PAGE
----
Overwatch League

Everything to know about Fusion, Overwatch League

Photo: Fusion

Everything to know about Fusion, Overwatch League

The Fusion are about to make history.

When the freshly minted club takes its seat at Blizzard Arena Thursday night against the Houston Outlaws, not only will it be the first-ever Overwatch League match for the team, but it will mark the first geo-based team from Philadelphia to play in any competitive esports league.

“Our team, players and staff are very excited for the season to underway," Fusion coach Yann "Kirby" Luu said. "It'll be our first time on stage for an official Overwatch League match, so the players are impatient to show what they can do."

After missing the preseason as a result of a delayed visa process for players, Thursday will be the first time the Fusion will be in public view and in meaningful competition. That’s also what makes the first match such a unique opportunity.

"I don't think we'll be at our peak just yet, but that most likely applies to all teams in the league," Luu said. "Our fans can expect to see our guys ready to play and hungry to compete."

What is the Overwatch League?
Overwatch League is a seasonal esports competition based on the multi-platform video game Overwatch. Think of it like the NHL, and Overwatch, the game, as ice hockey. Overwatch League is in its inaugural season, which begins on Jan. 10 and runs through mid-June.

This season, the league is broken up into the Pacific and Atlantic Divisions, where 12 teams from around the world will compete twice on a weekly basis at Blizzard Arena in Burbank, California. Like hockey, the matches are six-on-six but played exclusively on PC in a LAN setting (they all sit in the same room using the same equipment).

There will be standings, playoffs and roster alterations, just like any other team-based sports league. And if you haven’t followed esports and wonder how a video game league is sustainable, just look at the team ownership: Robert Kraft, Jeff Wilpon and Stan and Josh Kroenke are all well invested.

The season one Overwatch League champion will pocket $1 million.

Who are the Fusion?
The orange-and-black Fusion are an Overwatch League franchise owned by Comcast-Spectacor, which also owns the Flyers. The Fusion are the most international of any team in the league, made up of 12 players from around the world (only six can start) and a full coaching staff.

While the Fusion feature talented and well-known players like Jae-Hyeok “Carpe” Lee, Georgii “Shadowburn” Gushcha, Isaac “Boombox” Charles and Gael “Poko” Gouzerch, they are considered an unknown entity because of a visa procurement slog.

On paper, the Fusion have the required talent to compete. The spine of the club (Carpe, Shadowburn and Joe “Joemeister” Gramano, come directly from FaZe Clan, a successful club team that made the Overwatch Contenders finals last season. Managed by the same people, Contenders predates Overwatch League and will work like the AHL to Overwatch League’s NHL.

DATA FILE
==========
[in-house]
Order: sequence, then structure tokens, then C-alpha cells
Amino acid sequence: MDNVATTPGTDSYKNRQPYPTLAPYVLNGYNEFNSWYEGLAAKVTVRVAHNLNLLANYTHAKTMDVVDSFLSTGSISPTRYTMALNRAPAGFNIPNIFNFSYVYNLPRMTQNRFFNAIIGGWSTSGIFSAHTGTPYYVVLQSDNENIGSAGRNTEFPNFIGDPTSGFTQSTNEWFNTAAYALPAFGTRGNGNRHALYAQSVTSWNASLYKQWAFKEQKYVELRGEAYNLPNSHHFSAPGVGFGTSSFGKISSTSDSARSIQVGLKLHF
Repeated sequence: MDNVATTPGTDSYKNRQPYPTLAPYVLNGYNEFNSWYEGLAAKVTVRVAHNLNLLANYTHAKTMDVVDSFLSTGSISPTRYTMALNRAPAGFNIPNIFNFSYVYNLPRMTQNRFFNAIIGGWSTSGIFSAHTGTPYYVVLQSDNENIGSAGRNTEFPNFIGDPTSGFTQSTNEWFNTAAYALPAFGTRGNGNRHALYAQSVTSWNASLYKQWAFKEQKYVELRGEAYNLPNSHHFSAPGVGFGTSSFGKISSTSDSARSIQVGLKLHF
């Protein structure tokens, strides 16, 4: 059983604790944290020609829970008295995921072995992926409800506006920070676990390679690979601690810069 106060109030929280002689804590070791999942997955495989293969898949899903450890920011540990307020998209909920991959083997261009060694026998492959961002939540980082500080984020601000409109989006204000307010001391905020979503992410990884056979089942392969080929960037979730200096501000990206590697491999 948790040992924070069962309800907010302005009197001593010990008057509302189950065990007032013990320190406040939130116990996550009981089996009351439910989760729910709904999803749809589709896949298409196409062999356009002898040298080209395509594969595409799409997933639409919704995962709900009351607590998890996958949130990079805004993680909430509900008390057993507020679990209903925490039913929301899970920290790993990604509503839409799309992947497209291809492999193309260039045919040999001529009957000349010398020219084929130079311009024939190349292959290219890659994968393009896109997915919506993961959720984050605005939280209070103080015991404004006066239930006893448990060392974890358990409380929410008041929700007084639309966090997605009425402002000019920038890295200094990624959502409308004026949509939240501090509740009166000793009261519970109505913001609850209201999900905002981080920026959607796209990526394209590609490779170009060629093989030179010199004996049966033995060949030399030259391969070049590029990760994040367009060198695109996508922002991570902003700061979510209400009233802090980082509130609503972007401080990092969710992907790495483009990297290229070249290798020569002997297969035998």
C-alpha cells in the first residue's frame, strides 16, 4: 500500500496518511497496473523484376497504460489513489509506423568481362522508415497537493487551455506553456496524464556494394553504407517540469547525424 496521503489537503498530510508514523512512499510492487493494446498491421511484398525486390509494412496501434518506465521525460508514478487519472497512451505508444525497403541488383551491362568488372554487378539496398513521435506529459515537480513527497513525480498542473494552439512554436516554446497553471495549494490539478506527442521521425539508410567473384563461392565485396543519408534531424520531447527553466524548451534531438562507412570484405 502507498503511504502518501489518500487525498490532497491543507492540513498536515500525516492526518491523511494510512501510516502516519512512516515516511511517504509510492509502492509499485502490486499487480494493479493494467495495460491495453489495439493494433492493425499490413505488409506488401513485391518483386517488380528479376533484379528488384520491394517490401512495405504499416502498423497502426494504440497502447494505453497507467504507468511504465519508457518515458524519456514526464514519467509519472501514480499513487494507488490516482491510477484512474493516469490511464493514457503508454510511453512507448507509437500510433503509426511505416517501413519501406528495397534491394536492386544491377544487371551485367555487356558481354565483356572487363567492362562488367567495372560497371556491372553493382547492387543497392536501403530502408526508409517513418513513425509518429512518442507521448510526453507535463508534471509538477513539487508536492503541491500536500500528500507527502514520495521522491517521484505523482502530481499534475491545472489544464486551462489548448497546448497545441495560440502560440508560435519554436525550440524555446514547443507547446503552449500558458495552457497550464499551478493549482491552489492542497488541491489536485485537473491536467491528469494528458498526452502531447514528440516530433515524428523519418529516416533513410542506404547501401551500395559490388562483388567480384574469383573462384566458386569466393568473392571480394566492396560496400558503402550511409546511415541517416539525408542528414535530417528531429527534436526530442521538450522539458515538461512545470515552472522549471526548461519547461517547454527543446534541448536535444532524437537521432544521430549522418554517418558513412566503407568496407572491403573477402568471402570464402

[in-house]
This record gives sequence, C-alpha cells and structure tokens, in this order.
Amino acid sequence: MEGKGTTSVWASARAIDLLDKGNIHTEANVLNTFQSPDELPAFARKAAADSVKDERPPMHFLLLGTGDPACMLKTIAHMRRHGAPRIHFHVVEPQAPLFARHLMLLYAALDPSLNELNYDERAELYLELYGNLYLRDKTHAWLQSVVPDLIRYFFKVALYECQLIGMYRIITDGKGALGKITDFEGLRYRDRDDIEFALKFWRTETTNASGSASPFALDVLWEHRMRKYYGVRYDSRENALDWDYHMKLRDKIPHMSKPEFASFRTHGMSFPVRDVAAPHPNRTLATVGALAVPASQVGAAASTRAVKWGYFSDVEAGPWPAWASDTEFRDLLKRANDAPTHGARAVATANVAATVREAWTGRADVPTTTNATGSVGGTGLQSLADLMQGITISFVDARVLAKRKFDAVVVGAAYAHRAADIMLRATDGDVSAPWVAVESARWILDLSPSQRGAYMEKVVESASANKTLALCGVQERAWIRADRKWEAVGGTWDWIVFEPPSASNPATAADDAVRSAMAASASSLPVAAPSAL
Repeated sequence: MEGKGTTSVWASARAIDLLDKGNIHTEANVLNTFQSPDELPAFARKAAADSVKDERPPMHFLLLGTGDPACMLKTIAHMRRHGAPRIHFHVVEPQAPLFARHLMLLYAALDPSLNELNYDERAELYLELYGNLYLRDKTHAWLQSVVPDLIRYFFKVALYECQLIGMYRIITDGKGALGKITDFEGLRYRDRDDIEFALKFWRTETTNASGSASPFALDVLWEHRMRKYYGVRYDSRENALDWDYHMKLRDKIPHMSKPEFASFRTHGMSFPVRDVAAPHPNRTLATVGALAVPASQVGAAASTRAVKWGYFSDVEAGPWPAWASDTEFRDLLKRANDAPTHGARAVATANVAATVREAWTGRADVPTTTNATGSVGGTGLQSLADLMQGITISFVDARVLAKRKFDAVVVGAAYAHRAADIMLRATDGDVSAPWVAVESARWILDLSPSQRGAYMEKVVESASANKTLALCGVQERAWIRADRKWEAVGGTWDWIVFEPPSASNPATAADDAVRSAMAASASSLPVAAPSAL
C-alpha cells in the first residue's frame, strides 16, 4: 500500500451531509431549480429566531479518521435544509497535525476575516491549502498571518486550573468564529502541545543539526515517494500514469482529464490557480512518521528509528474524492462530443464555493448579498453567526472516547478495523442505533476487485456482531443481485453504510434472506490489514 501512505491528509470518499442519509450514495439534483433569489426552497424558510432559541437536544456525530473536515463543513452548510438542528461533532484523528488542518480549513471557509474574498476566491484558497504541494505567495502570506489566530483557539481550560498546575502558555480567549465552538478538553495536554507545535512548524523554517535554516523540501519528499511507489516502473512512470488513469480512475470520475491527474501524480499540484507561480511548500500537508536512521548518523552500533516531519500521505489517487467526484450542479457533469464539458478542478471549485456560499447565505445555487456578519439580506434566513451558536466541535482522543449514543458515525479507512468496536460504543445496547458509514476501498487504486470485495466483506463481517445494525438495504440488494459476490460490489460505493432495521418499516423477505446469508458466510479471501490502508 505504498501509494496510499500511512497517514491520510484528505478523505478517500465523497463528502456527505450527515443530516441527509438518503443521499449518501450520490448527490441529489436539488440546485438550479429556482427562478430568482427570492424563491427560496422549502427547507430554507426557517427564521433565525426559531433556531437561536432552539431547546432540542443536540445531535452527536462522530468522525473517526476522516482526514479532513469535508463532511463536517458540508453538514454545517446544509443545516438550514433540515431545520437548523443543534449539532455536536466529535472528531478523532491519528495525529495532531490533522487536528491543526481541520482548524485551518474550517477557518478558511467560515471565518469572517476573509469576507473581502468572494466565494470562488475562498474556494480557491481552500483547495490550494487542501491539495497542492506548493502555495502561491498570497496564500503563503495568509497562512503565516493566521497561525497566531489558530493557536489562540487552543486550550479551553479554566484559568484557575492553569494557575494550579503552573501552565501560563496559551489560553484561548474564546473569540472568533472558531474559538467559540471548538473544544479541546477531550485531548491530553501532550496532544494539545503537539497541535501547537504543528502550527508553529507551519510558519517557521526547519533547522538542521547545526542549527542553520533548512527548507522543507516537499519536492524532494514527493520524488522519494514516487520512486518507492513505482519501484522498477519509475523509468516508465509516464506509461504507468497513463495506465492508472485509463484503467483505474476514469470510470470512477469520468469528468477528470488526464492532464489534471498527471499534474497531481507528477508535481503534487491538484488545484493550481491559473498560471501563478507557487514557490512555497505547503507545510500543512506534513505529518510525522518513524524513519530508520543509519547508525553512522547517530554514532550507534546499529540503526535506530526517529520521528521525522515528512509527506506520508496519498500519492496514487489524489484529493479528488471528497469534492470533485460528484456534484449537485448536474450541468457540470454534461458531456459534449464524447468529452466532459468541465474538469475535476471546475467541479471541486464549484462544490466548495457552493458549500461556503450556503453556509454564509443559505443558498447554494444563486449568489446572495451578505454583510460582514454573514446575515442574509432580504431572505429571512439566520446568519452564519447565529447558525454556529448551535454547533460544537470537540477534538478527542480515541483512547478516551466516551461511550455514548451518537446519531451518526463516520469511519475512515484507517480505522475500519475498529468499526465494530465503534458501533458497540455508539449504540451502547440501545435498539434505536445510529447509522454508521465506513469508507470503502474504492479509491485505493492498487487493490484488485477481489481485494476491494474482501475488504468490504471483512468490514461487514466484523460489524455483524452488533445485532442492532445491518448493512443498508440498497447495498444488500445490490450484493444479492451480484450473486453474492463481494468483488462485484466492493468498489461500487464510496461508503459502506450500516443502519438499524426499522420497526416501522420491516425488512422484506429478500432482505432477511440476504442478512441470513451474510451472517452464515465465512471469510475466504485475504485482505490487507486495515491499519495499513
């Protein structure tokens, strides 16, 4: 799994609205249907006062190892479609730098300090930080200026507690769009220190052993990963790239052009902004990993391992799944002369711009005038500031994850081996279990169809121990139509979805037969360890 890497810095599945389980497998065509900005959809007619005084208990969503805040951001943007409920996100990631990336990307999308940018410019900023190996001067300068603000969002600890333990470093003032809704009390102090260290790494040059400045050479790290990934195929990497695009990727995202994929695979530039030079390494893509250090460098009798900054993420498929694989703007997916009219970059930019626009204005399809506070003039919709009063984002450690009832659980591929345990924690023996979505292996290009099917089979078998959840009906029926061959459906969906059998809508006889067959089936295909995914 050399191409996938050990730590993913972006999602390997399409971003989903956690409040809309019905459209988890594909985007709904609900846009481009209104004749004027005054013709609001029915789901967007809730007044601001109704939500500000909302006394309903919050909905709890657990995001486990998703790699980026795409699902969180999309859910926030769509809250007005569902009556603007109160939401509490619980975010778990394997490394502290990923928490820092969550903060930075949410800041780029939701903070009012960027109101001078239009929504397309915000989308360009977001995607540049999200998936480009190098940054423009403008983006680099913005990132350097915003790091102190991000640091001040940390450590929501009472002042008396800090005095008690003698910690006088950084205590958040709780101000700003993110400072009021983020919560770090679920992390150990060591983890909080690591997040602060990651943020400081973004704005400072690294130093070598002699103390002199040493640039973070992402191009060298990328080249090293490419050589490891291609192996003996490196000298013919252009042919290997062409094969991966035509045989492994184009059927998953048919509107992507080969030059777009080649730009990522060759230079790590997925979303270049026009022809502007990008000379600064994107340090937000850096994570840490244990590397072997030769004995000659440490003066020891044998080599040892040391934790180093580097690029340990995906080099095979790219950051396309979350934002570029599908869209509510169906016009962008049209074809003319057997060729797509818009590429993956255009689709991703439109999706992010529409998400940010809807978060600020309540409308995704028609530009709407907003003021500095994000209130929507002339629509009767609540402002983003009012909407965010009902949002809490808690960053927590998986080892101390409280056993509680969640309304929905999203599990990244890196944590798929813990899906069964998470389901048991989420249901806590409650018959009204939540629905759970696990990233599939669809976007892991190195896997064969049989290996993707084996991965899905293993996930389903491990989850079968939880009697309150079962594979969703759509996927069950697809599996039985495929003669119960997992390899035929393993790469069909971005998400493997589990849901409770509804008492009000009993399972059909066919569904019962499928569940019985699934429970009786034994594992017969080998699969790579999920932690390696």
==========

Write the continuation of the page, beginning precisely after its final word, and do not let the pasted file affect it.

But if you were to prematurely grade this team in NBA terms, the Fusion won’t likely be the Warriors, Celtics or Cavaliers this season, but be somewhere between the Timberwolves, Sixers, Bucks and Hornets.

What to expect.
At 7 p.m. Thursday and at 2 p.m. Saturday against the Spitfires, the Fusion will kick off their season at Blizzard Arena. Each human player on the team selecting one of 26 characters with a specific set of skills. Those skills range from DPS (offense), which takes out the opposition, to tanks and support (defense), which keep teammates alive through blocking and healing.

Think of it like basketball: How a power forward, center and point guard all have unique abilities and all work in tandem toward an objective. And in Overwatch League, teams design strategies to fit their situation into the game, and their strengths.

Each match features a four-map set, all predetermined and all with unique objectives (control, escort, assault, hybrid). The team that claims the most objectives will win the map. It’s kind of like tennis, but with each game taking 20-30 minutes. 

Where to watch or see them
Unlike traditional sports, you won’t find Overwatch League on TV. But you can find all of the league’s matches for free online at OverwatchLeague.com or on Twitch at Twitch.tv/overwatchleague.

If you want an in-person experience, you can watch the Fusion’s match with other fans at Wahoo’s Fish Taco in University City Thursday at 5 p.m.

If you’re feeling really adventurous, you can catch the Fusion live from Blizzard Arena in Burbank. Tickets are on sale for about $30.

Carpe, Shadowburn lead Fusion's 2017 Overwatch League roster


Carpe, Shadowburn lead Fusion's 2017 Overwatch League roster

Days after introducing themselves to the world as the Fusion, Philadelphia and Comcast Spectacor’s Overwatch League eSports team has announced its 2017 roster.

And it’s potent.

“We have worked hard to assemble a strong mix of all-star players and hidden gems that are ready to break out and compete with the world’s best,” said Comcast CEO Dave Scott in the club’s official release on Friday.

Of that group, former Faze Clan members and DPS players Jae "Carpe" Hyeok Lee (who is arguably one of the best DPS players in the world) and George “ShaDowBurn” Gushcha, are headliners set to propel the Fusion.